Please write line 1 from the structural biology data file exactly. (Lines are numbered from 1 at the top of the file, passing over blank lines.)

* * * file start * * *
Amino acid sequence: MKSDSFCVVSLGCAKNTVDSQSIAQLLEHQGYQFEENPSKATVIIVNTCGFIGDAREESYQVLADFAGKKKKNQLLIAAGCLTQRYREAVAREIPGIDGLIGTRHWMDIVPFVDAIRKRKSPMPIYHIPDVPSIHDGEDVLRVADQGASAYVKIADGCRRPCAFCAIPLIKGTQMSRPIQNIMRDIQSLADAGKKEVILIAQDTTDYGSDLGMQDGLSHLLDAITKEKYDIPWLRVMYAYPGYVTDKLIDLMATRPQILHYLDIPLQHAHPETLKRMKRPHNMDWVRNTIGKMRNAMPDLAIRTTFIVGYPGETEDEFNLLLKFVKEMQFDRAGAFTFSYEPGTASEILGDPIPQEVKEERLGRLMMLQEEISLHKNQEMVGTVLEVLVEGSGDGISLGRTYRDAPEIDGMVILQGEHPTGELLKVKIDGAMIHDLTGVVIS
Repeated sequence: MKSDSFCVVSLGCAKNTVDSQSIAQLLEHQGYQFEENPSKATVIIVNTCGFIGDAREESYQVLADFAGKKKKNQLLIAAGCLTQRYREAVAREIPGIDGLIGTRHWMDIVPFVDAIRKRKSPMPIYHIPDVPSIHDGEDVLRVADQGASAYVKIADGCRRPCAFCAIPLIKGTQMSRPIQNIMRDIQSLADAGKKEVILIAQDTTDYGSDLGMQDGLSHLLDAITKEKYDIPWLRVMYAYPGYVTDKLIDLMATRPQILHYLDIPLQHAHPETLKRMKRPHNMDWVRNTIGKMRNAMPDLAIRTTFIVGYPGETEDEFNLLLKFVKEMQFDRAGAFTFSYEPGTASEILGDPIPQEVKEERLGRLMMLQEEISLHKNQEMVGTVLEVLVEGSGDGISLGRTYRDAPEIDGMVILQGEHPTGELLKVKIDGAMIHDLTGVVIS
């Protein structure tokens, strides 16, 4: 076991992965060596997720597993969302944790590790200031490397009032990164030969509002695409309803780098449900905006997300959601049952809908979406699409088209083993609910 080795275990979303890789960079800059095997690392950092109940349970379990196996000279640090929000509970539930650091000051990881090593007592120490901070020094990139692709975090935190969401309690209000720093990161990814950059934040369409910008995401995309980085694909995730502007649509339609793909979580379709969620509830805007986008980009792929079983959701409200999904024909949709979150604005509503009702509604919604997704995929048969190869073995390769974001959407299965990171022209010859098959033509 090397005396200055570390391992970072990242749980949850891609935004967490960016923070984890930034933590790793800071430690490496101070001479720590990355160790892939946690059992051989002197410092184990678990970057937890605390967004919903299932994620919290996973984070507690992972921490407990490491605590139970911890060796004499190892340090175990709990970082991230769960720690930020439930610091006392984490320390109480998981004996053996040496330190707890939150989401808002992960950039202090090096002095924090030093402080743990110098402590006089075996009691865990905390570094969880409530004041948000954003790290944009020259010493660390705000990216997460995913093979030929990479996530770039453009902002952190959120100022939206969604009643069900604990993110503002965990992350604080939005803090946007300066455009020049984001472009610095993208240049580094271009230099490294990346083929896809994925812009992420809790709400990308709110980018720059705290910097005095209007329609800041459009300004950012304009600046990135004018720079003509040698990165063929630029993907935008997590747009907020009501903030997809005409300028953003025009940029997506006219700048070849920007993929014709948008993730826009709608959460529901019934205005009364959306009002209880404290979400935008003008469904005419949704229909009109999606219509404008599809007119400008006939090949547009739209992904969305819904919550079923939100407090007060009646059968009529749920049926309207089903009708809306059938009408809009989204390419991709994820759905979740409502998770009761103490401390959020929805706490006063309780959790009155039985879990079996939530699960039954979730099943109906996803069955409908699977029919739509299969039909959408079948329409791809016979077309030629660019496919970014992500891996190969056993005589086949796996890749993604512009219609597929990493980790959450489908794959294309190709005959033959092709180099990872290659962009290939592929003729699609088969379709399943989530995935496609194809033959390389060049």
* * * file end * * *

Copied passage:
Amino acid sequence: MKSDSFCVVSLGCAKNTVDSQSIAQLLEHQGYQFEENPSKATVIIVNTCGFIGDAREESYQVLADFAGKKKKNQLLIAAGCLTQRYREAVAREIPGIDGLIGTRHWMDIVPFVDAIRKRKSPMPIYHIPDVPSIHDGEDVLRVADQGASAYVKIADGCRRPCAFCAIPLIKGTQMSRPIQNIMRDIQSLADAGKKEVILIAQDTTDYGSDLGMQDGLSHLLDAITKEKYDIPWLRVMYAYPGYVTDKLIDLMATRPQILHYLDIPLQHAHPETLKRMKRPHNMDWVRNTIGKMRNAMPDLAIRTTFIVGYPGETEDEFNLLLKFVKEMQFDRAGAFTFSYEPGTASEILGDPIPQEVKEERLGRLMMLQEEISLHKNQEMVGTVLEVLVEGSGDGISLGRTYRDAPEIDGMVILQGEHPTGELLKVKIDGAMIHDLTGVVIS